On Fri, 2 Dec 2005, Bob Gilson wrote:

>

>

> "Werner D. Sand" <Theo.3.1415@...> wrote: Hi grostoon,

>

> my beginning of the product 2/3 * 7/5 * ... is quite correct.

> I thought I could avoid the ugly formula:

> product(p(n)/p(n+1)) * (p(n+3)/p(n+2)).

> It's an `alternating' product. Otherwise the limit would be simply = 0

> (I suspect).

>

> Werner

>

Hi,

I've calculated very rough estimation of products p1=2/3*11/13*...

and p2=7/5*19/17*... up to LIM primes (it is very rough since I used

Nextprime from GMP lib):

LIM= 1000 p1=0.131402 p2= 6.980669 p1p2=0.917275

LIM= 2000 p1=0.108394 p2= 8.584098 p1p2=0.930461

LIM= 4000 p1=0.088371 p2=10.297879 p1p2=0.910038

LIM= 8000 p1=0.073380 p2=12.474514 p1p2=0.915374

LIM= 16000 p1=0.060168 p2=15.118286 p1p2=0.909637

LIM= 32000 p1=0.049730 p2=18.303402 p1p2=0.910235

LIM= 64000 p1=0.041075 p2=22.084929 p1p2=0.907139

LIM= 128000 p1=0.033984 p2=26.647697 p1p2=0.905591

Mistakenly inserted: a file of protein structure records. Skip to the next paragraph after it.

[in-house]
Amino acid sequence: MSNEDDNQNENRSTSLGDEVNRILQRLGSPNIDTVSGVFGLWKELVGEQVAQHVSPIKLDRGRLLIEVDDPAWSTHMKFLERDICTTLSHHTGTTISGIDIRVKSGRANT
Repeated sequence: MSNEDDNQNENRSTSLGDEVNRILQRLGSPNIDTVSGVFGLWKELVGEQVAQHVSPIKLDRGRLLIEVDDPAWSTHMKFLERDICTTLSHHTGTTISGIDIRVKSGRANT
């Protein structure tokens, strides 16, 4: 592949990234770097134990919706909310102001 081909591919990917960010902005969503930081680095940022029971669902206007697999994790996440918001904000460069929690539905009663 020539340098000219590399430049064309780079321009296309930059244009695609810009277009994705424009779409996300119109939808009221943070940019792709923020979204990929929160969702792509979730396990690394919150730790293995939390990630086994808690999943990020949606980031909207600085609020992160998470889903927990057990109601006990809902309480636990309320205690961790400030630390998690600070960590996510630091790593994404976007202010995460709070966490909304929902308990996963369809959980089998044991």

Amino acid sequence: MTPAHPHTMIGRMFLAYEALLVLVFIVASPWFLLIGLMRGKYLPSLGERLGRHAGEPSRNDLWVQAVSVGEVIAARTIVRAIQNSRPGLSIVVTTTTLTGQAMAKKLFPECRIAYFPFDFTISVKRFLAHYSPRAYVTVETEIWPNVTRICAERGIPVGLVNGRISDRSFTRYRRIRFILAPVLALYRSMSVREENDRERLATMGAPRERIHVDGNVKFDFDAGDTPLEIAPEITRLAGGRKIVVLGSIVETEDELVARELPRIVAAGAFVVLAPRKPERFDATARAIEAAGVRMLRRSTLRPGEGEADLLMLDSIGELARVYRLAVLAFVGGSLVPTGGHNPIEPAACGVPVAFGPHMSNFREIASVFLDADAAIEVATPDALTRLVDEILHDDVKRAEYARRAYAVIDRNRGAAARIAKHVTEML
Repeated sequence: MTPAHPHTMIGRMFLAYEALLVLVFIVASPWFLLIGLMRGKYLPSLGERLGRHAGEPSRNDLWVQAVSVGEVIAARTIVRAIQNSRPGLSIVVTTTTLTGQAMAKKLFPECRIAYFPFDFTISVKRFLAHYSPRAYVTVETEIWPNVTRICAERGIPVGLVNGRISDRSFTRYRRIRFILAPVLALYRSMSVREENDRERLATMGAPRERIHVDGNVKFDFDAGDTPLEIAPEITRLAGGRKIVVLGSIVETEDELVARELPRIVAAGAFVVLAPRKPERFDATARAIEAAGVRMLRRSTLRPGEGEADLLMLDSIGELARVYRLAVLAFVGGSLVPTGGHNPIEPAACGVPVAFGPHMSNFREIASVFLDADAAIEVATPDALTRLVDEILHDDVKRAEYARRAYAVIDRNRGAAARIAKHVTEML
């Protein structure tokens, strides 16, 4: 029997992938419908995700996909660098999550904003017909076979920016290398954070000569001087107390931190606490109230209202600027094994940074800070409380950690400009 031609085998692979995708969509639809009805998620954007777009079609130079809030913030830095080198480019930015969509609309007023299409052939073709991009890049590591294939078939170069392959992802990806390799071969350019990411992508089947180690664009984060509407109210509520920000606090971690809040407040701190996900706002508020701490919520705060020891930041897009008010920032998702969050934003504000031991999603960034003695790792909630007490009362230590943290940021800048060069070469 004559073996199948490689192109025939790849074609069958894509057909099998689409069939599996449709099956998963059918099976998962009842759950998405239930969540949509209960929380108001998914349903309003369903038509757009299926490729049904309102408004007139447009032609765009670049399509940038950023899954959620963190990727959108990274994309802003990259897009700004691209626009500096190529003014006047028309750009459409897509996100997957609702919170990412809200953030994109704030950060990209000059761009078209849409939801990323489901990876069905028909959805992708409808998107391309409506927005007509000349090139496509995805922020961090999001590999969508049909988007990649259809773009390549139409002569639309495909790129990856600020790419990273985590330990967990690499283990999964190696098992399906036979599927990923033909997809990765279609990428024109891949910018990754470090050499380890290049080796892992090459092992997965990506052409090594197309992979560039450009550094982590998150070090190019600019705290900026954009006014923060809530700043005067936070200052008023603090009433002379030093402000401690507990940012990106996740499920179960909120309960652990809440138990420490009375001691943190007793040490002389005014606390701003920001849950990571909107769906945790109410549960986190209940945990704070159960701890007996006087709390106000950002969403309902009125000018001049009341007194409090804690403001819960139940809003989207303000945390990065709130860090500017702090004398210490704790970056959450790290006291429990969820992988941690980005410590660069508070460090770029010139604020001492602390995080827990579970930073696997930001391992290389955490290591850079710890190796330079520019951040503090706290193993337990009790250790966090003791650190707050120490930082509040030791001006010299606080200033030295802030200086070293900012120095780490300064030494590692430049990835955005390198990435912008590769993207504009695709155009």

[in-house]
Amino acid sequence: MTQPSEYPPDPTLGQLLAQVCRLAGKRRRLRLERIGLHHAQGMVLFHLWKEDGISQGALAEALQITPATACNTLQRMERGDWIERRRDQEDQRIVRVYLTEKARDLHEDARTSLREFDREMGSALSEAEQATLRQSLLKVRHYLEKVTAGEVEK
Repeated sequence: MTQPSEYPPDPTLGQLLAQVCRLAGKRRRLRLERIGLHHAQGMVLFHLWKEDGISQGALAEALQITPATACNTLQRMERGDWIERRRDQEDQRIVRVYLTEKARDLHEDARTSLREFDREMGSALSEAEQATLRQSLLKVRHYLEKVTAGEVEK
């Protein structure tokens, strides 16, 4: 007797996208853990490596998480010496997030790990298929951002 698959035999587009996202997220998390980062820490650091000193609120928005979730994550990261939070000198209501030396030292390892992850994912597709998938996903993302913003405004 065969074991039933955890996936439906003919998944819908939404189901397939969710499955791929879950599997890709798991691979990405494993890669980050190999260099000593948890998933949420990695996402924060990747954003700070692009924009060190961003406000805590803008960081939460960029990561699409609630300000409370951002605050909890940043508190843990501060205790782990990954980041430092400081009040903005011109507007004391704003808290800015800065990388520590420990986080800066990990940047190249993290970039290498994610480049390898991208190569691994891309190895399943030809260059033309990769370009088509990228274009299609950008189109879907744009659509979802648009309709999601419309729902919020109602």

I have no time to analyze these series (e.g. quotients

18.303/15.118, etc), but I have another idea:

You investigate

Prod_{n=0} p(n)/p(n+1) * p(n+3)/p(n+2)

(I assume p(0)=2, for convenience). Another formulation is

Prod_{n=0} a_n/a_{n+1}, where

a_n=p(2n)/p(2n+1).

What about log of this product? I'm not good in logs for infinite products

but for finite one we have

log(Prod_{n=0} a_n/a_{n+1}) = Sum_{n=0} log a_n - log a_{n+1},

so it is an alternating series. Is it enough to apply Leibniz criterion?

log a_n= log [ p(2n)/p(2n+1)] = log p(2n) - log p(2n+1).

It is possible to say something about this difference? It is, of course,

negative, but what more? |log (a_n)| > |log(a_{n+1}| ????

There are large gaps in primes, so sometimes a_n is quite small, but for

twin primes it tends to 1.

Wojtek

===============================================

Wojciech Florek (WsF)

Adam Mickiewicz University, Faculty of Physics

ul. Umultowska 85, 61-614 Poznan, Poland

Phone: (++48-61) 8295033 fax: (++48-61) 8257758

email:

Wojciech.Florek@...